City of Ladies (Book #2 of The Cross and The Crown Series) by Sarah Kennedy: A Book Review

City of Ladies (Book #2 of The Cross and The Crown Series)
Author: Sarah Kennedy
Genre: Historical Fiction, Mystery
Publisher: Knox Robinson Publishing
Release Date: 2014
Pages: 326
Source: This book was given to me by the publisher in exchange for an honest review.
Synopsis: It’s midwinter in 1539, and former nun, Catherine Havens Overton, has just given birth to her second child, a daughter. The convent in which she was raised is now part of her husband's lands, lands that once belonged to Catherine's family. With a son, Robert, and her new daughter, Veronica, her life as the mistress of a great household should be complete.

     But Henry VIII’s England has not been kind to many of the evicted members of religious houses. And in order to protect her old companions from the hostilities, Catherine has gathered about her a group of former nuns in hopes of providing them a chance to serve in the village of Havenston, her City of Ladies.

     Catherine’s past haunts her. Her husband begins to suspect that Robert is not his child. Then the women of Overton House begin to disappear and one of them is found brutally murdered nearby. Seizing the moment, under the pretense of ensuring her safety, William forces Catherine to enter service at Hatfield House where the young Elizabeth Tudor lives.

     Reluctantly, Catherine obeys, only to find herself serving not only the Protestant Elizabeth but also the shamed Catholic Mary Tudor. As the murders in Yorkshire continue to mount and her loyalty to the Tudor sisters grows more complicated, Catherine must uncover the secret of the killer and save her City of Ladies.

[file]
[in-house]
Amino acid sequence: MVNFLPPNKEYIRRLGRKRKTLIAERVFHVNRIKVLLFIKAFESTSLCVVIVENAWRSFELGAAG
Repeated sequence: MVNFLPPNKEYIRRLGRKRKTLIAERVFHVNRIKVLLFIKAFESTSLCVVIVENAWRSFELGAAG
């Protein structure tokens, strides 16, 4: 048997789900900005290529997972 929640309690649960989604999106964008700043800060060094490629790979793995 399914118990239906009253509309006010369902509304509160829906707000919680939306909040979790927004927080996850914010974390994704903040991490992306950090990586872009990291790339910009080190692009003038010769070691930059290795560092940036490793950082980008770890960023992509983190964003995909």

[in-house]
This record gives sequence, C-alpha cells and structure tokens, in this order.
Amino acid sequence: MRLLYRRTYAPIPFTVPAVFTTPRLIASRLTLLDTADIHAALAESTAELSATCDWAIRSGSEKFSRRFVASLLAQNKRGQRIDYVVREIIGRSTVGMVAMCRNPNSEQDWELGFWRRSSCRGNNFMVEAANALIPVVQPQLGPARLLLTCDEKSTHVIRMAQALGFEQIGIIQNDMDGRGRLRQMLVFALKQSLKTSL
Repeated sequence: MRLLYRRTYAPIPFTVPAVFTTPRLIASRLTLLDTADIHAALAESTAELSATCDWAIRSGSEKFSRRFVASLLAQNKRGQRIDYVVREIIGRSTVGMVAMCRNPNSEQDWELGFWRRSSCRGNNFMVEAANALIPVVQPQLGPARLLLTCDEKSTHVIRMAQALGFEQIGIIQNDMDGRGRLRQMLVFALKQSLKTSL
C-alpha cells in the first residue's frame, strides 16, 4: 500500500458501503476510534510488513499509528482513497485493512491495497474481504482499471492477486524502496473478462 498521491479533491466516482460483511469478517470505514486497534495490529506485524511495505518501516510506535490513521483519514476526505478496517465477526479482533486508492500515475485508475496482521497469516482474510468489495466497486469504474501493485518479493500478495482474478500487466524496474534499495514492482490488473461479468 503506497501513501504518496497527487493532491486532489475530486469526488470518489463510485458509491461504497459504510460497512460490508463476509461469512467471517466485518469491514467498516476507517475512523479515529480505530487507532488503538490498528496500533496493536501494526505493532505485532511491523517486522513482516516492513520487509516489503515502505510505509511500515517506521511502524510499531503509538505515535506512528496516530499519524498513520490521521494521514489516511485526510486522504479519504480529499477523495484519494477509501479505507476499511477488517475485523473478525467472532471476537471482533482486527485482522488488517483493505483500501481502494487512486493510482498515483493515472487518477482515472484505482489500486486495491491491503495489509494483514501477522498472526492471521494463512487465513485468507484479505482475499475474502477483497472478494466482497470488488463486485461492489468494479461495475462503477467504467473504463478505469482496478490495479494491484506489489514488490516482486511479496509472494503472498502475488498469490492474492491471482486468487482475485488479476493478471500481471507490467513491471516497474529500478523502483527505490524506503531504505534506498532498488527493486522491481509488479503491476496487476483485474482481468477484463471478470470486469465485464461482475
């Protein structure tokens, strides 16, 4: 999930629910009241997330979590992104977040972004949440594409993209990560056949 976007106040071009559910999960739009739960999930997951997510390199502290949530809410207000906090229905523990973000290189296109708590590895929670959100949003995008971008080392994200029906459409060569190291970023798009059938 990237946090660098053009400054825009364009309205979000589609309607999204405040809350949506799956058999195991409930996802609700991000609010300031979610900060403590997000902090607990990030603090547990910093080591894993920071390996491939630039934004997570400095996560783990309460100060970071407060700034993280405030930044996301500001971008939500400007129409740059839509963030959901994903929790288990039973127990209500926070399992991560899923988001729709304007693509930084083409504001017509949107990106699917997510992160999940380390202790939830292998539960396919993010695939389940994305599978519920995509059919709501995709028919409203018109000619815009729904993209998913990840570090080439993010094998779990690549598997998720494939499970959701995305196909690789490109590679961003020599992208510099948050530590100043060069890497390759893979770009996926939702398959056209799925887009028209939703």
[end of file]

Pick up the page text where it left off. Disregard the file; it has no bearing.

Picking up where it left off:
My review: Right after Catherine has given birth to her daughter, a former nun that is under Catherine’s protection has been found murdered. Soon, Catherine begins to realize that there are other disappearances of the other nuns, and she begins to fear for the worst. Her husband tries to protect her by being a healer at the Hatfield Place where Henry VIII’s children lives. However things at home begin to take a turn for the worst, and Catherine must go back to solve the murder of the former nuns.

     Catherine is very practical. She thinks before she acts. She has a myriad range of knowledge about healing and poisons. She is kind to her servants, and wants to educate the poor. She is very religious and always puts her faith first. Catherine is also a strong-willed woman. She does things her way. I also like her relationship with the king’s daughters. She feels sorry for them both, and she does her best to help them. I did find her constant arguments with her sister-in-law, Margaret to be annoying, and I laughed at how crazy they were.

     The plot itself is very well-organized. I liked the aftermath of how the nuns lived after their convent was destroyed. I liked how Catherine took them under her protection and made them teachers to educate the villagers’ and their children. I also liked how Elizabeth Tudor and Mary Tudor were portrayed in this book. Both of them were lonely, vulnerable, and sad. They were neglected by their father, and they felt unworthy. It was sad that Elizabeth at the age of four realized it, and she was jealous of her younger brother because he had all of her father’s attention.

     Overall, this book is about friendship, loyalty, and faith. The book is fast-paced and is filled with mystery and suspense. The characters were complex and the setting has a dark atmosphere. While this book is part of a series, it can be read as a standalone. I did not read the first book, but I found that it was not necessary to read it because it gives us a good background to what had happened, and that this book has an entirely new plot. However, this novel got me interested in the first book, and its sequel which is coming out in September. This book will thrill and delight lovers of historical fiction and mystery alike as well fans of C.W. Gortner and Philippa Gregory.

Rating: 4 out of 5 stars

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